When your home (or your rental property) begins to show signs of wear and tear, you’re often faced with making a few, rather complicated decisions. The first is whether to stay or sell. Seems simple enough. If you decide to stay, however, you must decide whether you need to renovate or rebuild. Whether it’s your property or an investment property, deciding whether to tear down an existing structure or remodel the current one can be a daunting task.

There are, of course, a few guidelines that can make the decision process a bit smoother. Obviously, if there is significant structural damage that cannot be “fixed” then a rebuild is most likely required. If the problem is related to outdated surface coverings or damage that can be addressed without impacting other aspects of the property, renovation is still an option. Here are a few other things to consider while deciding whether to tear down or renovate.

Local Zoning Regulations Matter

Local zoning laws are a set of specific rules and regulations that dictate what can and cannot be done in a given location. Neighborhoods located in areas with historic value often limit the nature and extent of work that can be completed on homes within the neighborhood. Many go so far as to require the homeowner to submit specific plans or project proposals, while others prohibit modifications of any sort.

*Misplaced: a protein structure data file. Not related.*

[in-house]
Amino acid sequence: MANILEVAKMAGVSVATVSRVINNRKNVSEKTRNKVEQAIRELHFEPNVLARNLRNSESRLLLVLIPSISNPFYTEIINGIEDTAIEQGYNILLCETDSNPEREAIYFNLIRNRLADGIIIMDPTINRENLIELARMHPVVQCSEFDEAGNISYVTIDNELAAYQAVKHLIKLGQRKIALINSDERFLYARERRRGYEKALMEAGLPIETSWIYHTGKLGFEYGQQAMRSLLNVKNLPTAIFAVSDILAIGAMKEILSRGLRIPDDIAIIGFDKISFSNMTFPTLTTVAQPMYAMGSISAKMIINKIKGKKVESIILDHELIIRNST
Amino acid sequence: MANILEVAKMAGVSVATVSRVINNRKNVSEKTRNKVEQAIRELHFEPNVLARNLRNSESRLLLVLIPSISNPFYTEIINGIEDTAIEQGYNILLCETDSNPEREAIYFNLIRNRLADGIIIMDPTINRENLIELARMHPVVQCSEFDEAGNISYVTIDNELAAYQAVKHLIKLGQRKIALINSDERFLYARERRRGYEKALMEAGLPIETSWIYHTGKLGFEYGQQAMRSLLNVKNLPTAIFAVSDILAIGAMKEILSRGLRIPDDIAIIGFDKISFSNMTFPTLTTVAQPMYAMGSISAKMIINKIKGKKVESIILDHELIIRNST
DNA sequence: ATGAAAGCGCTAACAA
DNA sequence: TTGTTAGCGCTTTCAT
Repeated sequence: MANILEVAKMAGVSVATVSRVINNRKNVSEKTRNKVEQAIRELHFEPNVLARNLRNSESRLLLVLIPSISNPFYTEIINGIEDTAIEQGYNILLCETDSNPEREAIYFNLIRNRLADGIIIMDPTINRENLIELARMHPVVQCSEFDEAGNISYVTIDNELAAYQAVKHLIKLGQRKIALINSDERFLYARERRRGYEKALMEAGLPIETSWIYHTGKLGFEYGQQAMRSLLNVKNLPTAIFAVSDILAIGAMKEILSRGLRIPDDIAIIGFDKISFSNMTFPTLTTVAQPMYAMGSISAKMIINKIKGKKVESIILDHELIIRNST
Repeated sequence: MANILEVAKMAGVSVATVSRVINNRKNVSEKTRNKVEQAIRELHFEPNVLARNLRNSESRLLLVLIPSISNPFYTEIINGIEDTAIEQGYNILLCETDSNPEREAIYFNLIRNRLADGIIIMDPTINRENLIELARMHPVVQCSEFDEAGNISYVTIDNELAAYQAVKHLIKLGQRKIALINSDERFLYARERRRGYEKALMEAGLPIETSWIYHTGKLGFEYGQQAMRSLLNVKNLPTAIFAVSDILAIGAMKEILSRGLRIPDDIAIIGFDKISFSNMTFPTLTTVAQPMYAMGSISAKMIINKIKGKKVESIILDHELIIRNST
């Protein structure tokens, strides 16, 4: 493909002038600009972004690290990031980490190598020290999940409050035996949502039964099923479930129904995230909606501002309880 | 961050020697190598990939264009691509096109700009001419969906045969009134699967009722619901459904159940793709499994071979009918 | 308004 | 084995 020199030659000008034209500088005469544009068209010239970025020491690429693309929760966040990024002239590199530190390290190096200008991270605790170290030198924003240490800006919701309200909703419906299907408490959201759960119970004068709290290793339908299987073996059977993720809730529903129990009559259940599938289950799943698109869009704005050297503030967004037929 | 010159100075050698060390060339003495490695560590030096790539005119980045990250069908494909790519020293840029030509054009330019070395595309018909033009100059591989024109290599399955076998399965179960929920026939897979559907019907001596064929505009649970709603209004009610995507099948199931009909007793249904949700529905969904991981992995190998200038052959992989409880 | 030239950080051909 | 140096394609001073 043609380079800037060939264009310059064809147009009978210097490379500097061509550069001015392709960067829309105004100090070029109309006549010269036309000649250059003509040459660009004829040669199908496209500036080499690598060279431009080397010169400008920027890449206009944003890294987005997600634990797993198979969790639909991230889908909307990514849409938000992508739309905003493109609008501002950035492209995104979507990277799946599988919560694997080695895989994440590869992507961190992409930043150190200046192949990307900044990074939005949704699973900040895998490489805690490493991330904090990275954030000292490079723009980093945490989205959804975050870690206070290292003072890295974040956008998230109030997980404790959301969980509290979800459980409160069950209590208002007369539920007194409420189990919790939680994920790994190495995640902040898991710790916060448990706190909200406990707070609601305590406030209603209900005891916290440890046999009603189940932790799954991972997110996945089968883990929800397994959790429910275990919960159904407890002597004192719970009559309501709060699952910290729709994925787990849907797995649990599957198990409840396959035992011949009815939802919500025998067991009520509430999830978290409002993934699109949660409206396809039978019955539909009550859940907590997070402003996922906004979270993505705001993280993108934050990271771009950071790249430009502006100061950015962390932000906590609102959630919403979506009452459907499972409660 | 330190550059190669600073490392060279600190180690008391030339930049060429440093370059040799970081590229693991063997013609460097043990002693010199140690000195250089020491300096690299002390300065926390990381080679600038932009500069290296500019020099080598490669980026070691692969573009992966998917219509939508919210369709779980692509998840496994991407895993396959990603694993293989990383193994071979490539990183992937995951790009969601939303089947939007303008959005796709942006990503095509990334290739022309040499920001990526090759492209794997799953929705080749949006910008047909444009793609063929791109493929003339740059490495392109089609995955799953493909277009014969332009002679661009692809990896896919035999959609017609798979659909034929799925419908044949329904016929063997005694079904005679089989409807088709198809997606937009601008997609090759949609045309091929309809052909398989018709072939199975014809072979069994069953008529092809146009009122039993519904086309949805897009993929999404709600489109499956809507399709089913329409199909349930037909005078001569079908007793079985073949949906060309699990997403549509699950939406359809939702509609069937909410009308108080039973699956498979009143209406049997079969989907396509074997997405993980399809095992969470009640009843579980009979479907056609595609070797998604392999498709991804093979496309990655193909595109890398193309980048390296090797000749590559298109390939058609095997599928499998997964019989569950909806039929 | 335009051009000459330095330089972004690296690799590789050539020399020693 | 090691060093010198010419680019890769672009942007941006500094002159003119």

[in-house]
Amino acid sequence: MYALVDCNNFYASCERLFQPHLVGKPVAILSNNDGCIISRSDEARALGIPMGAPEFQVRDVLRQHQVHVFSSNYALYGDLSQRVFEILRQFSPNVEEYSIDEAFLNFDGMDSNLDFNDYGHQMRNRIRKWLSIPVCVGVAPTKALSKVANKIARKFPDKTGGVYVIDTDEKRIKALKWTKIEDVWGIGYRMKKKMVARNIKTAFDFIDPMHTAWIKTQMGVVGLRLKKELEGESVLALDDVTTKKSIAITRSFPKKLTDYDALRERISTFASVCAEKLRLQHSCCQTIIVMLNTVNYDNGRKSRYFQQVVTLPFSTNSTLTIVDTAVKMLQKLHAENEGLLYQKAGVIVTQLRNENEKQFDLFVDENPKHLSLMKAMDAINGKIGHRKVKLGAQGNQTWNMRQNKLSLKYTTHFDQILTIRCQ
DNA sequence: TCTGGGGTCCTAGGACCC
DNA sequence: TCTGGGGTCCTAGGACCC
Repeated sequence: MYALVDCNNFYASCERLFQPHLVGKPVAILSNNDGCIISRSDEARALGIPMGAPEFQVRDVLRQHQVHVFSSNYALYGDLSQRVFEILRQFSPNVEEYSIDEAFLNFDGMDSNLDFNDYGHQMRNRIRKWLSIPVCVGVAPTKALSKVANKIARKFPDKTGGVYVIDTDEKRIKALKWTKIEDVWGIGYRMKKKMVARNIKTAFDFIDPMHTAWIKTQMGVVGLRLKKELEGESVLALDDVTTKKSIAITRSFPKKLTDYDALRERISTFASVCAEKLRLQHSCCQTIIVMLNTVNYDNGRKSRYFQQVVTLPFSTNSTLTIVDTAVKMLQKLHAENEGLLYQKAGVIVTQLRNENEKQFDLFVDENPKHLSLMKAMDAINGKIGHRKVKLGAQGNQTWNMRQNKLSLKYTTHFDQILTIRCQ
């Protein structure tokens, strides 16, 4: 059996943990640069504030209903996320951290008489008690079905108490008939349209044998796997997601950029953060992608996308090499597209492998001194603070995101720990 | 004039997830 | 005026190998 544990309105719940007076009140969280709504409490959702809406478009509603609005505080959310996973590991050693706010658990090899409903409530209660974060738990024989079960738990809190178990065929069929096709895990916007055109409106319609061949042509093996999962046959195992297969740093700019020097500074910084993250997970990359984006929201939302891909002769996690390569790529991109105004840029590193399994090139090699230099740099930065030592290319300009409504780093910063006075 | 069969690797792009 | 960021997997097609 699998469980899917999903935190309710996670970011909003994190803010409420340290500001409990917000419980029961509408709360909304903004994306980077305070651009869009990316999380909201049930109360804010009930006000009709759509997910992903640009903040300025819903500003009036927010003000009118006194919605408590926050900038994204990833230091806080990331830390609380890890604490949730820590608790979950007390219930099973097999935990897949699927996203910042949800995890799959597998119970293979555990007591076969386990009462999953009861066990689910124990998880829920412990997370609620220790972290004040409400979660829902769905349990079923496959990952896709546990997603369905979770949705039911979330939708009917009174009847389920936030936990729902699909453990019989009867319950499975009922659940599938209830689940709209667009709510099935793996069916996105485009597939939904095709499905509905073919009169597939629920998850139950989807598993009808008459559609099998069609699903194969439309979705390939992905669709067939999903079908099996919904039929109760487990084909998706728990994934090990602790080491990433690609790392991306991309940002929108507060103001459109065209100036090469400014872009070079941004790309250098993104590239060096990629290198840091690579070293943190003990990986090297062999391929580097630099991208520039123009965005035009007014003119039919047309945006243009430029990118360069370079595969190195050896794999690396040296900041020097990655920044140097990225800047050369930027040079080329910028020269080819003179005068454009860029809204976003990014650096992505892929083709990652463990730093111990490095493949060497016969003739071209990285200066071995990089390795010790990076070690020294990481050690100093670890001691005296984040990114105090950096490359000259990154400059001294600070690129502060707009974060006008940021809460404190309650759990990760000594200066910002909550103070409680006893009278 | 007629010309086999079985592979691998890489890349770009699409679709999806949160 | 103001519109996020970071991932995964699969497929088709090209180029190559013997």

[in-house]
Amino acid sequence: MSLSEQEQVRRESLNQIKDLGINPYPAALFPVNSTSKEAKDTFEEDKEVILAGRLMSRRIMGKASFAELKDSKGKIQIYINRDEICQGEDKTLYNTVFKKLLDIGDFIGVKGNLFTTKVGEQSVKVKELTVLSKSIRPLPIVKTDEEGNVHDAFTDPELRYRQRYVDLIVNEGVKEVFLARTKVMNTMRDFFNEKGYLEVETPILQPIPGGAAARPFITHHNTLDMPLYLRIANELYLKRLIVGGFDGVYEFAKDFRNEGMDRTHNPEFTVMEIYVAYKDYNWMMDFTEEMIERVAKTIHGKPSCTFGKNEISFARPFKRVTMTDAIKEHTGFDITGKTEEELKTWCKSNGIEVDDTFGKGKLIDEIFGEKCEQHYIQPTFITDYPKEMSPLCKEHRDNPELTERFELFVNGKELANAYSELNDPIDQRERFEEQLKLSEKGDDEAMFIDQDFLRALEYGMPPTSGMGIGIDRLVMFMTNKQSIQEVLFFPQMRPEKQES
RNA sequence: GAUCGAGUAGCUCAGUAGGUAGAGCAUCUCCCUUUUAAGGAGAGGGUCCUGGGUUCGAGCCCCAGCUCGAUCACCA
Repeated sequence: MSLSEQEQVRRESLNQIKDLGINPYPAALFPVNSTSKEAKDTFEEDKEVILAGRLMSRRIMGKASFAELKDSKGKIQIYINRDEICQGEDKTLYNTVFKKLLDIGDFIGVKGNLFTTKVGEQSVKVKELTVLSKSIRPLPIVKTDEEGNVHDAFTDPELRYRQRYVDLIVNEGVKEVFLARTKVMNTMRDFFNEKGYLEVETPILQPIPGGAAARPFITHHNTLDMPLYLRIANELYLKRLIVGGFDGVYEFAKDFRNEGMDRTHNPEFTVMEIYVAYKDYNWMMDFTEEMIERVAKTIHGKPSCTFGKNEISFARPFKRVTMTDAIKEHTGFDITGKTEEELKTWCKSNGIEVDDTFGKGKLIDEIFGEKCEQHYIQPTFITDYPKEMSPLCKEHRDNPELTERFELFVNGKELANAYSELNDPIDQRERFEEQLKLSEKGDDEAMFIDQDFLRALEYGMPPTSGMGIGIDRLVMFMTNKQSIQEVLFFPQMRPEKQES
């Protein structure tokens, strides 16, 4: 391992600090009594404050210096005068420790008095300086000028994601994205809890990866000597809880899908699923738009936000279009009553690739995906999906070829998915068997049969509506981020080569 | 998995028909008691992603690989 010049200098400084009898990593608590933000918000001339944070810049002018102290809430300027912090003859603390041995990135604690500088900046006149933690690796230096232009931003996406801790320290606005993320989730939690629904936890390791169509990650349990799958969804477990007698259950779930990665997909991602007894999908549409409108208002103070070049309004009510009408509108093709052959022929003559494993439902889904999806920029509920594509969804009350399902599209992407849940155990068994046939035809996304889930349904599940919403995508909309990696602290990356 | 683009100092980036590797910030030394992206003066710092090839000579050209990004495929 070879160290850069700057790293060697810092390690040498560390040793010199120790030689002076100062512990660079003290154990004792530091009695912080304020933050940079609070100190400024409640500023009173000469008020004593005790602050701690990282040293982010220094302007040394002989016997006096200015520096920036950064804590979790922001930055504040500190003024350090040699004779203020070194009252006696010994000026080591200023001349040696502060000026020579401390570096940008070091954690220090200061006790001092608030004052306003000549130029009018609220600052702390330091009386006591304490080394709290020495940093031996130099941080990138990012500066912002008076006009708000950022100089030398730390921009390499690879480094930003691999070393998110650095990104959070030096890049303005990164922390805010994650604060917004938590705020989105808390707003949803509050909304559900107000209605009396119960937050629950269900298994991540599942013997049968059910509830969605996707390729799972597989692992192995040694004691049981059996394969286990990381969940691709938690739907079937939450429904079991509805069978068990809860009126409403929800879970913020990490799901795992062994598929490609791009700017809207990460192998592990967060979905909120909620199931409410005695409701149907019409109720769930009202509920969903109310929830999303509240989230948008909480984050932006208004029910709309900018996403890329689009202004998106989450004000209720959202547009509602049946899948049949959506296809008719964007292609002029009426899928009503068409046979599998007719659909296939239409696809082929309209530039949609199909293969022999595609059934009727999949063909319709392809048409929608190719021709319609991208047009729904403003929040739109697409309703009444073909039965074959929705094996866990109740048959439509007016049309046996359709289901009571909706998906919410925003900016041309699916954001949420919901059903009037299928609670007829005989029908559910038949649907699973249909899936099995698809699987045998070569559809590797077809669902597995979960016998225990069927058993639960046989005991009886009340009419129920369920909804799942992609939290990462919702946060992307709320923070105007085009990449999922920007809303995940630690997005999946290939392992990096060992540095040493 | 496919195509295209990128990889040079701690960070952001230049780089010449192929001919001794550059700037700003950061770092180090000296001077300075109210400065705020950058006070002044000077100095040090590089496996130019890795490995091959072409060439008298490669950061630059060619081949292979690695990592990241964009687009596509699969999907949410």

If a particular property is considered structurally uninhabitable, you’ll need to check with local authorities before deciding to rebuild. The regulatory body will provide you with a set of codes and ordinances that must be met in order for the new structure to meet location standards.

Money Talks

Another large factor to consider before deciding to remodel or rebuild a structure of your property is budget. Take the time to determine beforehand what you can and can’t afford. Solicit estimates from reputable contractors for both cases, and evaluate the return-on-investment for each. Don’t forget to consider the cost of materials, labor, and outside expenses like living accommodations while the project is being completed.  Oftentimes, a remodel may cost significantly less than a rebuild, but the intended use of the property and potential gains may persuade you to choose otherwise.

Figure in Personal Factors

Some property owners love certain aspects of their existing structure. Replicating things like old world charm and period-accurate materials can be costly. If you are attached to structural characteristics that may be expensive to reproduce, a remodel might be the more sensible option as it allows for some of the properties original features to remain in place.

Other personal factors to consider include the amount of time you are willing to be “inconvenienced” by construction, the future intended use of the property itself, and the neighborhood comparables.  Lack of time constraints, intent to reside in the property indefinitely, or a string of rebuilds in your neighborhood are all good reasons to consider rebuilding or remodeling.